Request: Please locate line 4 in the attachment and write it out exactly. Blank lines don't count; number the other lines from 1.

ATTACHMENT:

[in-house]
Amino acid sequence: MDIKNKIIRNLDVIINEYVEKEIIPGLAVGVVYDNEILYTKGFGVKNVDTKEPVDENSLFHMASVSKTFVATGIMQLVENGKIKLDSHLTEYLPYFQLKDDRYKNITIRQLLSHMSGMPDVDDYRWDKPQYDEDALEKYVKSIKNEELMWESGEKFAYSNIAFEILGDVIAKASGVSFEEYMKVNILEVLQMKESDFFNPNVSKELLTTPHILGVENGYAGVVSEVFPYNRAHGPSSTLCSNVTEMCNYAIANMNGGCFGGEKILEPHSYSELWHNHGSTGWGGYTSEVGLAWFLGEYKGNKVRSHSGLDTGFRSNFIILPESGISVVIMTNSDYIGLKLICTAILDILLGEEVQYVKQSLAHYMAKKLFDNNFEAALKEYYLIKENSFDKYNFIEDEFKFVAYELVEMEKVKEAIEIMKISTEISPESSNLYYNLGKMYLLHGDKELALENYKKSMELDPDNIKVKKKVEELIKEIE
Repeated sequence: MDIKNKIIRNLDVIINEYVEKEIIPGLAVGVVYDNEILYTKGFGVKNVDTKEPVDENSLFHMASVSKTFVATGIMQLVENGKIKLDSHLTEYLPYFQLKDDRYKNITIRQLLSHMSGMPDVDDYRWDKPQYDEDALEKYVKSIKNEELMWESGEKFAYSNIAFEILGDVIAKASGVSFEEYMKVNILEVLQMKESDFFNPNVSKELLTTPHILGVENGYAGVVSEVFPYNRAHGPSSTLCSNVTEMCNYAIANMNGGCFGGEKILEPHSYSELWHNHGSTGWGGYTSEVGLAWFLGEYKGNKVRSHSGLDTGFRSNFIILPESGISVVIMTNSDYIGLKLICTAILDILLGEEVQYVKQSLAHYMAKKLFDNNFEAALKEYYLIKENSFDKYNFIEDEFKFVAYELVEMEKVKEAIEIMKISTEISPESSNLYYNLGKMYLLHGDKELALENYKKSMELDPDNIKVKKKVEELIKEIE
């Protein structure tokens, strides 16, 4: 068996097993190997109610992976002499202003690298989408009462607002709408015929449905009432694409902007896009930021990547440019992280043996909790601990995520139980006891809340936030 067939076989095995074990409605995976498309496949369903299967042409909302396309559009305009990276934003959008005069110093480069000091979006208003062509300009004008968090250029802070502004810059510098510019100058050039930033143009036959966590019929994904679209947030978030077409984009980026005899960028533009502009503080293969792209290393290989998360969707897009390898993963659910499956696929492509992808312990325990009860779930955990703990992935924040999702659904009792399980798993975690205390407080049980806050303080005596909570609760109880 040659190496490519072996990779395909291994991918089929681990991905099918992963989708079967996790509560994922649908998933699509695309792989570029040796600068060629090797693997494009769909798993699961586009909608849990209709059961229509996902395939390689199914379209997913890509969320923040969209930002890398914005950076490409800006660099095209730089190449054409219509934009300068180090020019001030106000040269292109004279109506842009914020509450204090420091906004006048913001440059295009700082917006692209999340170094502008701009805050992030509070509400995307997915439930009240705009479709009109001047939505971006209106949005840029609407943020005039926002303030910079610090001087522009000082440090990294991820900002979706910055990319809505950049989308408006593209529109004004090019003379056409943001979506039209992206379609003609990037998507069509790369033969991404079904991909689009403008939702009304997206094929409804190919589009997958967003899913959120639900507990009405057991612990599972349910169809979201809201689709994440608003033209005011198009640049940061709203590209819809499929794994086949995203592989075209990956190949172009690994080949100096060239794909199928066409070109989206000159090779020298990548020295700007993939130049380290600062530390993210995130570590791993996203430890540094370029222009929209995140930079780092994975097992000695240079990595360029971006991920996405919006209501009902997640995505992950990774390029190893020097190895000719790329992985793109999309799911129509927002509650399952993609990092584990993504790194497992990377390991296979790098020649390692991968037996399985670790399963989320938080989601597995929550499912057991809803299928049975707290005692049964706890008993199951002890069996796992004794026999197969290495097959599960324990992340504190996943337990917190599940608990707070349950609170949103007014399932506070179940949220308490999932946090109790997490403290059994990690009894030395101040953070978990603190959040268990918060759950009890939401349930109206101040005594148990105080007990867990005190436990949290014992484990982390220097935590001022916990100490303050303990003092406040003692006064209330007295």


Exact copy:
């Protein structure tokens, strides 16, 4: 068996097993190997109610992976002499202003690298989408009462607002709408015929449905009432694409902007896009930021990547440019992280043996909790601990995520139980006891809340936030 067939076989095995074990409605995976498309496949369903299967042409909302396309559009305009990276934003959008005069110093480069000091979006208003062509300009004008968090250029802070502004810059510098510019100058050039930033143009036959966590019929994904679209947030978030077409984009980026005899960028533009502009503080293969792209290393290989998360969707897009390898993963659910499956696929492509992808312990325990009860779930955990703990992935924040999702659904009792399980798993975690205390407080049980806050303080005596909570609760109880 040659190496490519072996990779395909291994991918089929681990991905099918992963989708079967996790509560994922649908998933699509695309792989570029040796600068060629090797693997494009769909798993699961586009909608849990209709059961229509996902395939390689199914379209997913890509969320923040969209930002890398914005950076490409800006660099095209730089190449054409219509934009300068180090020019001030106000040269292109004279109506842009914020509450204090420091906004006048913001440059295009700082917006692209999340170094502008701009805050992030509070509400995307997915439930009240705009479709009109001047939505971006209106949005840029609407943020005039926002303030910079610090001087522009000082440090990294991820900002979706910055990319809505950049989308408006593209529109004004090019003379056409943001979506039209992206379609003609990037998507069509790369033969991404079904991909689009403008939702009304997206094929409804190919589009997958967003899913959120639900507990009405057991612990599972349910169809979201809201689709994440608003033209005011198009640049940061709203590209819809499929794994086949995203592989075209990956190949172009690994080949100096060239794909199928066409070109989206000159090779020298990548020295700007993939130049380290600062530390993210995130570590791993996203430890540094370029222009929209995140930079780092994975097992000695240079990595360029971006991920996405919006209501009902997640995505992950990774390029190893020097190895000719790329992985793109999309799911129509927002509650399952993609990092584990993504790194497992990377390991296979790098020649390692991968037996399985670790399963989320938080989601597995929550499912057991809803299928049975707290005692049964706890008993199951002890069996796992004794026999197969290495097959599960324990992340504190996943337990917190599940608990707070349950609170949103007014399932506070179940949220308490999932946090109790997490403290059994990690009894030395101040953070978990603190959040268990918060759950009890939401349930109206101040005594148990105080007990867990005190436990949290014992484990982390220097935590001022916990100490303050303990003092406040003692006064209330007295």